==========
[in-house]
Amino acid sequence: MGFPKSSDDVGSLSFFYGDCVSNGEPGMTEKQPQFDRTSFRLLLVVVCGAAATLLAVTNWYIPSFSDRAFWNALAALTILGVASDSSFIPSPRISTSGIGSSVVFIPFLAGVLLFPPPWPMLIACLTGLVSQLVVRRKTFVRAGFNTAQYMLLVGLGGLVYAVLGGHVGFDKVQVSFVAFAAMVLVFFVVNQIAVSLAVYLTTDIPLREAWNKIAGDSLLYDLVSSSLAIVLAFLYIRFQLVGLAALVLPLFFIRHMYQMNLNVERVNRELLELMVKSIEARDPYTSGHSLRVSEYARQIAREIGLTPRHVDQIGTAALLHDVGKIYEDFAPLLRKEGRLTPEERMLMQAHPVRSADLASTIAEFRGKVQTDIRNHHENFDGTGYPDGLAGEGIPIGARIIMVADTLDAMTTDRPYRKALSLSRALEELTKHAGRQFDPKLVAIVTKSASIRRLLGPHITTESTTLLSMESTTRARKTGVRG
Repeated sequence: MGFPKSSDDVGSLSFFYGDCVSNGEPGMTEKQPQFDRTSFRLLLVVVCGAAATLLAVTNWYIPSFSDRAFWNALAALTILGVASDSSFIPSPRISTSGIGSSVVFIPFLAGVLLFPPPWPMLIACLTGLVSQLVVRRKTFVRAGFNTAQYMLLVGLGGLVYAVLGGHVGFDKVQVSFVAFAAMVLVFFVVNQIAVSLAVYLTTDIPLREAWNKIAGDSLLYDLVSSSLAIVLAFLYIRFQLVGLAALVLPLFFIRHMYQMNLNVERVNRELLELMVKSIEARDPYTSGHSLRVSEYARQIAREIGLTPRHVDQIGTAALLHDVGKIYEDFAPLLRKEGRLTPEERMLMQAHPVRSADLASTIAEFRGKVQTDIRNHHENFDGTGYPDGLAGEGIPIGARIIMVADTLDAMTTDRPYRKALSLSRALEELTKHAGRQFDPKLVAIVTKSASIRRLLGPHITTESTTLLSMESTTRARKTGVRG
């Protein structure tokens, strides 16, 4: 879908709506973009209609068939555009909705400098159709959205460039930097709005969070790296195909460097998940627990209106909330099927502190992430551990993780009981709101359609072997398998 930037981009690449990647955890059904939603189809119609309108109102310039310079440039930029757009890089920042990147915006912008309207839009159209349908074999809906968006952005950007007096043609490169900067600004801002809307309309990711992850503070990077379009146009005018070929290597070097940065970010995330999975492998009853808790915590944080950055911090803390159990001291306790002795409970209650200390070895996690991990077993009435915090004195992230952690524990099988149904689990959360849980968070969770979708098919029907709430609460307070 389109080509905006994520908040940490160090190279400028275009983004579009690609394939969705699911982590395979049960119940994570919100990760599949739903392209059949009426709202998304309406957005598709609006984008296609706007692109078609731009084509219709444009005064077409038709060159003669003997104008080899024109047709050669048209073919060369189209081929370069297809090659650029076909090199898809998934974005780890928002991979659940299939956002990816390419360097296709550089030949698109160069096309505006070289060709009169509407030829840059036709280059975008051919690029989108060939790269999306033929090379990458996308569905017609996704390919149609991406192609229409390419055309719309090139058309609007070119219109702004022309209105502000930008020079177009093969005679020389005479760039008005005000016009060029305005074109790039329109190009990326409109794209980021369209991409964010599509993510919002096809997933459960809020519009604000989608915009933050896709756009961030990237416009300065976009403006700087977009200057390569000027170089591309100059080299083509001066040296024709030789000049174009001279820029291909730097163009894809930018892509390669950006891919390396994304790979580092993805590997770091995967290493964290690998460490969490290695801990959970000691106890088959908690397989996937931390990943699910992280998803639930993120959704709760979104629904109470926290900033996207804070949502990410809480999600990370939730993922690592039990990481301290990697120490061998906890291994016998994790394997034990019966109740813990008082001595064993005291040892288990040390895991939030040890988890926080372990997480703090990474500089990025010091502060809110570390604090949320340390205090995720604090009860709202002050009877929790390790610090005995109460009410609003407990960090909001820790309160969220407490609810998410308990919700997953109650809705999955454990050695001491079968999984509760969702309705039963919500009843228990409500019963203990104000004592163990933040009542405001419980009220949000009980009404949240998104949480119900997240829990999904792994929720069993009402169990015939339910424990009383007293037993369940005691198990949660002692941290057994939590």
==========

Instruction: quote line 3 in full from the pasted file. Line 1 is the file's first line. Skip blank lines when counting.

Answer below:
Repeated sequence: MGFPKSSDDVGSLSFFYGDCVSNGEPGMTEKQPQFDRTSFRLLLVVVCGAAATLLAVTNWYIPSFSDRAFWNALAALTILGVASDSSFIPSPRISTSGIGSSVVFIPFLAGVLLFPPPWPMLIACLTGLVSQLVVRRKTFVRAGFNTAQYMLLVGLGGLVYAVLGGHVGFDKVQVSFVAFAAMVLVFFVVNQIAVSLAVYLTTDIPLREAWNKIAGDSLLYDLVSSSLAIVLAFLYIRFQLVGLAALVLPLFFIRHMYQMNLNVERVNRELLELMVKSIEARDPYTSGHSLRVSEYARQIAREIGLTPRHVDQIGTAALLHDVGKIYEDFAPLLRKEGRLTPEERMLMQAHPVRSADLASTIAEFRGKVQTDIRNHHENFDGTGYPDGLAGEGIPIGARIIMVADTLDAMTTDRPYRKALSLSRALEELTKHAGRQFDPKLVAIVTKSASIRRLLGPHITTESTTLLSMESTTRARKTGVRG